The door creaked behind me and I looked around. Emily and Jess were coming in to say their good byes. I put my head back into my hands and stared at the hay and shavings I was sitting in. I didn’t look up until I saw Emily sit down out of the corner of my eye. I glanced up at her; she was sitting jaw clenched fighting tears and staring at Stevie. Jess was a mirror on her other side.

Tears fell freely down my face but I muffled my blubbering. I switched my gaze to Stevie who was munching hay at my feet. Despite my attempts to hold it in, another sob escaped me.

I shook my head, “No,” I moaned, “No,” I hugged my knees to my chest and put my head between them.

Emily squeezed my shoulder but offered no words of comfort. There was no comfort for something like this. My shoulders shook and the stall was filled with echoes’ of my sobs. I heard someone sniffle, either Emily or Jess, but it didn’t matter. Tomorrow my favorite horse in the whole world, the only one I’d ever had a connection with, would be gone from the world he knew. I cried harder.

Trying to gain control over myself, I lifted my head from my knees and gulped in air. My gaze found Stevie and stuck to him like glue. I fingered the horse hair bracelet on my wrist; I’d forever keep this part of him.

His big brown eyes, his dark bay coat, his long dark mane and tail. I whimpered; life was going to be so hard tomorrow. Cautiously, I eased from my knees to my feet and stumbled toward my Stevie.

“Good boy,” I cooed stroking his forelock lovingly. I allowed a couple of tears to dribble down my cheeks before I squeezed my eyelids closed on them. I pressed my face into his fuzzy shoulder.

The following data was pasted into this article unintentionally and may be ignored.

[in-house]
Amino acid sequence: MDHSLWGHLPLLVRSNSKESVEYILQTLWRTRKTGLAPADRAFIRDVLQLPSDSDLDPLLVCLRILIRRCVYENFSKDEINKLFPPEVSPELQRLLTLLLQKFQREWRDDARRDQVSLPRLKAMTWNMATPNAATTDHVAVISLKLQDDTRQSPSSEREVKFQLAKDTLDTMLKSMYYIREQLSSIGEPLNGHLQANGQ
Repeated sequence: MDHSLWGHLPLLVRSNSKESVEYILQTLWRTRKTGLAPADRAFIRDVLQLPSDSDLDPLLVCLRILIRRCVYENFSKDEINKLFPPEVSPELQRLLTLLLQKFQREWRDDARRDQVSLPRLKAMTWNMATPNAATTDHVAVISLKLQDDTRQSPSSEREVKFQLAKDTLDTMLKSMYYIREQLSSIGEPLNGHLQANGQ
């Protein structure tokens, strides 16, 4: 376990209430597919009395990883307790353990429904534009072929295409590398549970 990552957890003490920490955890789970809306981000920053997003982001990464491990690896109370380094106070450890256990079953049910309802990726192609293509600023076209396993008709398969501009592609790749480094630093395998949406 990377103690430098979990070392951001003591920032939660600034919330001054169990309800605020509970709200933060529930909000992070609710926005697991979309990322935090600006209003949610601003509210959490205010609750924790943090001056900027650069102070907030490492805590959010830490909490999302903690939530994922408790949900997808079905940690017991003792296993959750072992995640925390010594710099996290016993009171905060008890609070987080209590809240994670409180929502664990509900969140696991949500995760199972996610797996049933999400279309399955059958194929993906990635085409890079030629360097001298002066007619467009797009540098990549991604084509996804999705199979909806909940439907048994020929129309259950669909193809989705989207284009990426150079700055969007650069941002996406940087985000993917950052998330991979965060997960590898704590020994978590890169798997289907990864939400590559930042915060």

There were footsteps approaching from the barn aisle. It didn’t matter who it was, Stevie was still going to be put down from his arthritis and old age. I’d never ridden him; of course it wasn’t possible with the state he was in.  He used to follow me around the pasture and come when I called. I owe all the love I have for horses, to him.

 “We’d better go its getting dark.” My mom had appeared at Stevie’s door.

I glanced out the window; I hadn’t noticed it was pitch black outside. I drew in a shaky breath and kissed Stevie’s face He turned his head toward me and gave me one last playful shove. I embraced his head by he tossed it up removing himself from my grasp. I gave him a half smile, for at this I normally would have laughed.

Stevie sniffed at my pockets and lipped my hands, searching for treats. I dug deep into my sweatshirt pocket and tugged out a carrot. His ears pricked expectantly as I snapped it in half. I held out the first half flat in my palm and he eagerly crunched it bite by bite. After he’d digested the first half he stole the second from my grasp and absorbed it.

I sniffled and wiped my nose on my sleeve. I gave him a hug for what would be the last time. The tears started up again. I wiped them away and tried to get a clear last look at him. I sighed, gulped, and then left Stevie’s stall.